Apple AirTag Leads to Grand Theft Charge
August 18, 2022 Don Pumphrey, Jr. Criminal Defense, News & Announcements, Theft/Property Crimes Social Share
One of Apple’s newest accessories has helped police find the person responsible for stealing over $16,000 worth of luggage. The Okaloosa County Sheriff’s Office has released a statement regarding the arrest, and how they worked together with the airport to cross-reference employees who lived in the area where the victim’s Apple AirTag was last marked on a GPS tracker.
We will cover the details of the case, explain how Apple AirTag works, and cover the different charges for grand theft in Florida.
What was the Incident?
The Okaloosa County Sheriff’s Office arrested Giovanni De Luca, 19, with two counts of grand theft. De Luca was working at the Destin-Fort Walton Beach Airport as an airline subcontractor. A woman reported her luggage missing back in July, claiming that there was over $1600 worth of belongings inside. Her bags were reported lost/stolen.
The woman left an Apple AirTag inside of her suitcase—a tracking device that connects to other Apple products with a GPS tracker. She noticed that her Apple AirTag from the luggage was last active in the Kathy Court Area in Mary Esther.
There was another airline passenger who reported over $15,000 worth of jewelry and other items from his luggage that was reported lost on August 9th. The Okaloosa Sheriff’s Office Airport Security Unit became suspicious of the two incidents and began investigating with the help of the OCSO.
The deputies cross-referenced any employees from the airport who lived in the area of Kathy Court. This led them to De Luca, where they searched his home in Kathy Court. After searching his home, the police were able to uncover the missing items from the luggage that was reported missing on August 9th.
De Luca did admit to the police that he had gone through the first victim’s bag and took out her AirTag, however none of her belongings were recovered. Sheriff Eric Aden from the OCSO said that the arrest, “is an example of excellent teamwork by our Airport Security Unit, our investigators, and the Airport to find the person responsible for these thefts and make sure he is held responsible.”
How Does an AirTag Work?
Apple released a new tracking accessory in April 2021 called the AirTag. The device belongs to the Find My service that all iPhones have within its technology. An AirTag is a device that allows a secure and private way to locate a person’s belongings.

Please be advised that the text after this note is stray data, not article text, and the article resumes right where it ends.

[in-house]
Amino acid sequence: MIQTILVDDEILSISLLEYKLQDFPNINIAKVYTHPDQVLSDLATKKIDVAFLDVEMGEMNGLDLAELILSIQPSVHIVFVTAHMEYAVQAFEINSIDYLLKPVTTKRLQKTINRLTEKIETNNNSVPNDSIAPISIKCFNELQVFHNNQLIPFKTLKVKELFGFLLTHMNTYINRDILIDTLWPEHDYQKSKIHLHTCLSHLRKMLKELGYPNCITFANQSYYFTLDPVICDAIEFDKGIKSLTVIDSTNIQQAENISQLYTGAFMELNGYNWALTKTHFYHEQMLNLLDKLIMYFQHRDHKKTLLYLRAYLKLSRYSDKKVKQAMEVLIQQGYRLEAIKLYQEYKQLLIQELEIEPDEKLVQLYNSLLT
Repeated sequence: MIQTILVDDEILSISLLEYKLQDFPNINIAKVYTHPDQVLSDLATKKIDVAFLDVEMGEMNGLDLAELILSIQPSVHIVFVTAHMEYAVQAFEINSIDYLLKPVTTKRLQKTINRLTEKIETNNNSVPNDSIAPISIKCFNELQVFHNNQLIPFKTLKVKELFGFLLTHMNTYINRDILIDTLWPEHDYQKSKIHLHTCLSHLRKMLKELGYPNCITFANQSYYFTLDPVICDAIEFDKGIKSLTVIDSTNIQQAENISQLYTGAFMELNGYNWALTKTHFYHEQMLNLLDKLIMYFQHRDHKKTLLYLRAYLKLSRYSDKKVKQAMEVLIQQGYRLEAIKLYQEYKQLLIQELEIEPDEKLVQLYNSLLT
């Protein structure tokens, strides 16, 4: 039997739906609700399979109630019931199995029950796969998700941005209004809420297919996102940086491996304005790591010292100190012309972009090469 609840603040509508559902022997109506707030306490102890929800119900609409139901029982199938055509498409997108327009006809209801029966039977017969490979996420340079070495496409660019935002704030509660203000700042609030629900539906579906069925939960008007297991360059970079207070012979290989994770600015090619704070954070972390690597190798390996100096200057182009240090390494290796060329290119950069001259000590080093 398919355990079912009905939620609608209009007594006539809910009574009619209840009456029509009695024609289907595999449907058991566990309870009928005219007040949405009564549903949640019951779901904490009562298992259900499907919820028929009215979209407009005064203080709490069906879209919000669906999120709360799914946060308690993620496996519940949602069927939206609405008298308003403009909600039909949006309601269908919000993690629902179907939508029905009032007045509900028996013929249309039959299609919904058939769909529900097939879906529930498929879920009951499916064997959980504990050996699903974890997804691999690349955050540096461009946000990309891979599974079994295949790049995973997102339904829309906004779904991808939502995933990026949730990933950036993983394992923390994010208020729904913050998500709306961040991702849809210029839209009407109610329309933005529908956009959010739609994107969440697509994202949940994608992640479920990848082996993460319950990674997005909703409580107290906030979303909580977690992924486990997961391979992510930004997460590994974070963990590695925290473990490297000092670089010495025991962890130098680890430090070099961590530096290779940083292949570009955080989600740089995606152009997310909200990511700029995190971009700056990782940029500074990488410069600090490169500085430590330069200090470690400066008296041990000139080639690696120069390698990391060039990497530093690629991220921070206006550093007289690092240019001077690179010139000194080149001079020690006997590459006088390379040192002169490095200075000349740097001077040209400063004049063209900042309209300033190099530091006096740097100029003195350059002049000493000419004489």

According to Apple’s website, when you attach an AirTag to one of your personal belongings, it sends out a secured Bluetooth signal that can be detected by any nearby device from the Find My network. You then receive the location of the AirTag in your iCloud, which will appear on a map.
If someone reports one of their items missing, the AirTag can be placed in “lost mode.” Once the item or device is detected by one of the devices in the network, you receive a notification. There’s also the possibility of allowing another person with an NFC-capable smartphone to have your information as well. The purpose of AirTag is to keep track of your belongings while also discouraging unwanted tracking.
Charges for Grand Theft
Grand theft is defined under Florida Statute section 812.014(1) as when an individual knowingly takes or uses, or attempts to obtain or use someone else’s property, or deprives the owner of their property permanently or temporarily, for their use or by letting someone else use their belongings without permission.
The value of the item or property is what determines whether a theft charge is petit theft or grand theft. If the item or property that was stolen is valued higher than $750, it can be considered grand theft. Depending on the item stolen, the State may charge you with Grand Theft even if it’s value is less than $750. This items include:
- A firearm,
- Any Motor Vehicle,
- A Stop Sign, or a Sign from a Construction Site, or
- Any amount of any Controlled Substance.
Grand theft has charges that range from grand theft in the third-degree up to the first-degree. You can find the characteristics of each grand theft charge on our informative page here. All three types of grand theft charges carry extreme punishments if convicted. For a grand theft charge in the third-degree, you could face up to a $5,000 fine and up to five years in prison. For a grand theft charge in the second-degree, you could face up to a $10,000 fine and up to 15 years in prison. For a grand theft charge in the first-degree, you could face up to a $10,000 fine and up to 30 years in prison.
The best way to protect yourself and your future from a grand theft conviction is to work with a skilled criminal defense attorney in your area.
Finding a Defense Attorney in Tallahassee, Florida
If you or a loved one has been accused of a crime, it is in your best interest to seek out the legal advice of an experienced defense attorney. Grand theft charges carry a heavy weight in Florida. A conviction of a grand theft charge can result in expensive fines, imprisonment, and a lasting criminal record. Don Pumphrey and his team at Pumphrey Law Firm have represented clients across the state of Florida for various charges. We vow to stand by your side throughout the entire process and fight for your freedom. For a free consultation call (850) 681-7777 or leave an online message today.
Written by Karissa Key